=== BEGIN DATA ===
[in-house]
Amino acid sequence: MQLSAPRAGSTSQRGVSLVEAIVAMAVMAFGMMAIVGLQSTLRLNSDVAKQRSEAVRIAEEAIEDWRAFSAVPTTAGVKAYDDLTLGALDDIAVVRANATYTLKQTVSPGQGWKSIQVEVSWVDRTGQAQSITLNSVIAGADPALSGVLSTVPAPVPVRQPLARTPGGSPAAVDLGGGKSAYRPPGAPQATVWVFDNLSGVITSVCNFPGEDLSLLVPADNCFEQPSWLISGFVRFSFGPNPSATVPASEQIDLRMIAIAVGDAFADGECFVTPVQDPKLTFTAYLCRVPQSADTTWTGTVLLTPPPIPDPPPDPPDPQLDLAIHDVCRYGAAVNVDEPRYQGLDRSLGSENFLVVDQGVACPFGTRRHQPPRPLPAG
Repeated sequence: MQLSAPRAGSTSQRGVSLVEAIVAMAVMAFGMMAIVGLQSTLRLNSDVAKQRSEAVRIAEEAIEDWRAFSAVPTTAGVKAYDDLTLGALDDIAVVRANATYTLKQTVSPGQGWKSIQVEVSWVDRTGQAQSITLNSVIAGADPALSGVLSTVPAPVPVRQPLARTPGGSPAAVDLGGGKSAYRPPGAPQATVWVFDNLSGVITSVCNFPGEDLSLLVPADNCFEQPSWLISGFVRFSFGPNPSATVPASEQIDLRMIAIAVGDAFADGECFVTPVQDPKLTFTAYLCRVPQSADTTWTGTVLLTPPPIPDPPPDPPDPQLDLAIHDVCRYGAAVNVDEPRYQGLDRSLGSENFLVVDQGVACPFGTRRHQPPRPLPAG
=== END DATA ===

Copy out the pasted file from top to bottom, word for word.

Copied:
[in-house]
Amino acid sequence: MQLSAPRAGSTSQRGVSLVEAIVAMAVMAFGMMAIVGLQSTLRLNSDVAKQRSEAVRIAEEAIEDWRAFSAVPTTAGVKAYDDLTLGALDDIAVVRANATYTLKQTVSPGQGWKSIQVEVSWVDRTGQAQSITLNSVIAGADPALSGVLSTVPAPVPVRQPLARTPGGSPAAVDLGGGKSAYRPPGAPQATVWVFDNLSGVITSVCNFPGEDLSLLVPADNCFEQPSWLISGFVRFSFGPNPSATVPASEQIDLRMIAIAVGDAFADGECFVTPVQDPKLTFTAYLCRVPQSADTTWTGTVLLTPPPIPDPPPDPPDPQLDLAIHDVCRYGAAVNVDEPRYQGLDRSLGSENFLVVDQGVACPFGTRRHQPPRPLPAG
Repeated sequence: MQLSAPRAGSTSQRGVSLVEAIVAMAVMAFGMMAIVGLQSTLRLNSDVAKQRSEAVRIAEEAIEDWRAFSAVPTTAGVKAYDDLTLGALDDIAVVRANATYTLKQTVSPGQGWKSIQVEVSWVDRTGQAQSITLNSVIAGADPALSGVLSTVPAPVPVRQPLARTPGGSPAAVDLGGGKSAYRPPGAPQATVWVFDNLSGVITSVCNFPGEDLSLLVPADNCFEQPSWLISGFVRFSFGPNPSATVPASEQIDLRMIAIAVGDAFADGECFVTPVQDPKLTFTAYLCRVPQSADTTWTGTVLLTPPPIPDPPPDPPDPQLDLAIHDVCRYGAAVNVDEPRYQGLDRSLGSENFLVVDQGVACPFGTRRHQPPRPLPAG